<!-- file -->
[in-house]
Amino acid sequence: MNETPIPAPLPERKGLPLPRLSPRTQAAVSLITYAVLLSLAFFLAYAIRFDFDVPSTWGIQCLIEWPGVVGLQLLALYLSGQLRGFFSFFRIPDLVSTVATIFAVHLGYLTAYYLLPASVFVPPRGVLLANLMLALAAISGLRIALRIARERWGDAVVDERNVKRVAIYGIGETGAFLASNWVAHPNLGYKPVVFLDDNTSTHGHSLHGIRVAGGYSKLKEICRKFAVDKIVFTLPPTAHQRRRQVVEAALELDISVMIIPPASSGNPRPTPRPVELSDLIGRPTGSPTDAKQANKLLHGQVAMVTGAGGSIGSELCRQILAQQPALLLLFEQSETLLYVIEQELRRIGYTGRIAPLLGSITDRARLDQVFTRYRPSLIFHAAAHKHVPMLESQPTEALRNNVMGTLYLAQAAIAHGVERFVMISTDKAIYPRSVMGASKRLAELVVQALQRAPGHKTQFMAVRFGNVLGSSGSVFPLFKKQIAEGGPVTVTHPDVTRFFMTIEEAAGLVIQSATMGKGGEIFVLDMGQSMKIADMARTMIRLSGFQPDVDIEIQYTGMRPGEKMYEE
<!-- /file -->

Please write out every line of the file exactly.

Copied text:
[in-house]
Amino acid sequence: MNETPIPAPLPERKGLPLPRLSPRTQAAVSLITYAVLLSLAFFLAYAIRFDFDVPSTWGIQCLIEWPGVVGLQLLALYLSGQLRGFFSFFRIPDLVSTVATIFAVHLGYLTAYYLLPASVFVPPRGVLLANLMLALAAISGLRIALRIARERWGDAVVDERNVKRVAIYGIGETGAFLASNWVAHPNLGYKPVVFLDDNTSTHGHSLHGIRVAGGYSKLKEICRKFAVDKIVFTLPPTAHQRRRQVVEAALELDISVMIIPPASSGNPRPTPRPVELSDLIGRPTGSPTDAKQANKLLHGQVAMVTGAGGSIGSELCRQILAQQPALLLLFEQSETLLYVIEQELRRIGYTGRIAPLLGSITDRARLDQVFTRYRPSLIFHAAAHKHVPMLESQPTEALRNNVMGTLYLAQAAIAHGVERFVMISTDKAIYPRSVMGASKRLAELVVQALQRAPGHKTQFMAVRFGNVLGSSGSVFPLFKKQIAEGGPVTVTHPDVTRFFMTIEEAAGLVIQSATMGKGGEIFVLDMGQSMKIADMARTMIRLSGFQPDVDIEIQYTGMRPGEKMYEE